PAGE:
RG: And when progressives started making that demand, there were a lot of people who said: Yeah, yeah, yeah. This is what progressives do. They make these demands and then we can ignore them and they’ll just fold and they’ll go away.
But first with your clarification question in caucus, but otherwise when you publicly said: No, no, no, I’m with them, I’m part of this organizing effort. And Brendan Boyle, who we had on here recently, when he joined — people started thinking, Oh, this is a broader and deeper alignment than we previously had understood.
So we’re recording this on Friday, on Thursday, the House had been planning on voting on this bipartisan infrastructure bill in the afternoon, you, Rep. Pramila Jayapal, and Rep. Katie Porter met with the House Speaker about going forward. What was the message that she conveyed in that meeting, and what was the response from the progressives?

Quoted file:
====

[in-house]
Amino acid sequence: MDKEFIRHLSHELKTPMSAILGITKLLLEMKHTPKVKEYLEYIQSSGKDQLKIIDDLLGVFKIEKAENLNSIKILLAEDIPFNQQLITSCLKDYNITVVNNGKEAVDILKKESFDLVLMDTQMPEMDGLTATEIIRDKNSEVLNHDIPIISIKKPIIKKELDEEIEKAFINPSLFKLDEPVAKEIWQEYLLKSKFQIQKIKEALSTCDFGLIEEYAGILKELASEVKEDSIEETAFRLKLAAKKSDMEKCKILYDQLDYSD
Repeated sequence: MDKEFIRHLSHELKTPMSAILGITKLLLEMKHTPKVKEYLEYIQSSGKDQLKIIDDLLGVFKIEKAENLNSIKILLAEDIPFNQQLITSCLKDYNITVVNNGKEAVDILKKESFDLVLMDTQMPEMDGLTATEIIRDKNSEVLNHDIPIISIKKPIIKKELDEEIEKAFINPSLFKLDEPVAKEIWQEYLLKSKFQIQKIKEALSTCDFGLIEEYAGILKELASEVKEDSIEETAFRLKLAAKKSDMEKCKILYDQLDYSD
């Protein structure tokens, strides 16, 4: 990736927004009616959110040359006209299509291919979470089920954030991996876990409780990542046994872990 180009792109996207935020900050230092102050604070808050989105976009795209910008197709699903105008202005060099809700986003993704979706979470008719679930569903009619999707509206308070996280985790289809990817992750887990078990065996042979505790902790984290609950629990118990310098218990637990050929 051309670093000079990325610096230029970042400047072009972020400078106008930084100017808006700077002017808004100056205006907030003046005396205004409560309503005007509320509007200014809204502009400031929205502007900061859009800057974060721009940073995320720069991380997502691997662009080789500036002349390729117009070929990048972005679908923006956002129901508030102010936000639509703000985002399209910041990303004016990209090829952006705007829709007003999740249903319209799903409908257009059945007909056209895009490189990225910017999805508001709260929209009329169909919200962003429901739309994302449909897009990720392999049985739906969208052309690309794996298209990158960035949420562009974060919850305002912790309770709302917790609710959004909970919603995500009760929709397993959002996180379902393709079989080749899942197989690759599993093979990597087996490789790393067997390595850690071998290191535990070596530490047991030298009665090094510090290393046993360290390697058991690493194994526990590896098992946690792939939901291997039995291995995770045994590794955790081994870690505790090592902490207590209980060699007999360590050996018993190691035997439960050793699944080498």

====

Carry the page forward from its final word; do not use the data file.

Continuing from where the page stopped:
BWC: So the speaker has been consistent in her support of this reconciliation bill. She says this is a combination of all of her work for the children, for the children, for the children. And he has been very strong in saying that we need to do both of these bills. She needed to understand that there was this broad support in her caucus to support her and the president in advancing this agenda. We know the speaker’s reputation. She’s not faint of heart, and she doesn’t put bills before the House to vote on those that don’t have the votes. And we were quite clear that there was a diverse and robust group of members in her House that are gonna hold fast to demand that we get to deal with the reconciliation bill, and that we get a verifiable — and I keep saying that, verifiable — commitment from the Senate on voting for that bill.